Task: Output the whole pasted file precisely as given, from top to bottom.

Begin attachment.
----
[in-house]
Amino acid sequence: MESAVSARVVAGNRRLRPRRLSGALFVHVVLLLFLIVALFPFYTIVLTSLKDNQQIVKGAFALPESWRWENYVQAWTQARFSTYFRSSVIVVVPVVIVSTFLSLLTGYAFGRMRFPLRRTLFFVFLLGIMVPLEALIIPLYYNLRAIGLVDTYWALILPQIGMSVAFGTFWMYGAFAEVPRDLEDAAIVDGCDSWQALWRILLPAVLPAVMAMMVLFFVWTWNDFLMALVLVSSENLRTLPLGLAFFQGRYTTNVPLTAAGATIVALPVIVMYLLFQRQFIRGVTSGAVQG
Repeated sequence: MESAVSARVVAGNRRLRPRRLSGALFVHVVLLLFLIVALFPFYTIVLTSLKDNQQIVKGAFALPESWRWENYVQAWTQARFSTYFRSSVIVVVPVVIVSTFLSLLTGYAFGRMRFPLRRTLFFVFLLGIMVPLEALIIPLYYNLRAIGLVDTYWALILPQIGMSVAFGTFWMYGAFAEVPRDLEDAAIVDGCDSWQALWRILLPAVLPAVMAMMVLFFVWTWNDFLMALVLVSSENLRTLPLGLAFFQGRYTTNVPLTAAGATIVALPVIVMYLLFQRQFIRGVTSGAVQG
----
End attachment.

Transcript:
[in-house]
Amino acid sequence: MESAVSARVVAGNRRLRPRRLSGALFVHVVLLLFLIVALFPFYTIVLTSLKDNQQIVKGAFALPESWRWENYVQAWTQARFSTYFRSSVIVVVPVVIVSTFLSLLTGYAFGRMRFPLRRTLFFVFLLGIMVPLEALIIPLYYNLRAIGLVDTYWALILPQIGMSVAFGTFWMYGAFAEVPRDLEDAAIVDGCDSWQALWRILLPAVLPAVMAMMVLFFVWTWNDFLMALVLVSSENLRTLPLGLAFFQGRYTTNVPLTAAGATIVALPVIVMYLLFQRQFIRGVTSGAVQG
Repeated sequence: MESAVSARVVAGNRRLRPRRLSGALFVHVVLLLFLIVALFPFYTIVLTSLKDNQQIVKGAFALPESWRWENYVQAWTQARFSTYFRSSVIVVVPVVIVSTFLSLLTGYAFGRMRFPLRRTLFFVFLLGIMVPLEALIIPLYYNLRAIGLVDTYWALILPQIGMSVAFGTFWMYGAFAEVPRDLEDAAIVDGCDSWQALWRILLPAVLPAVMAMMVLFFVWTWNDFLMALVLVSSENLRTLPLGLAFFQGRYTTNVPLTAAGATIVALPVIVMYLLFQRQFIRGVTSGAVQG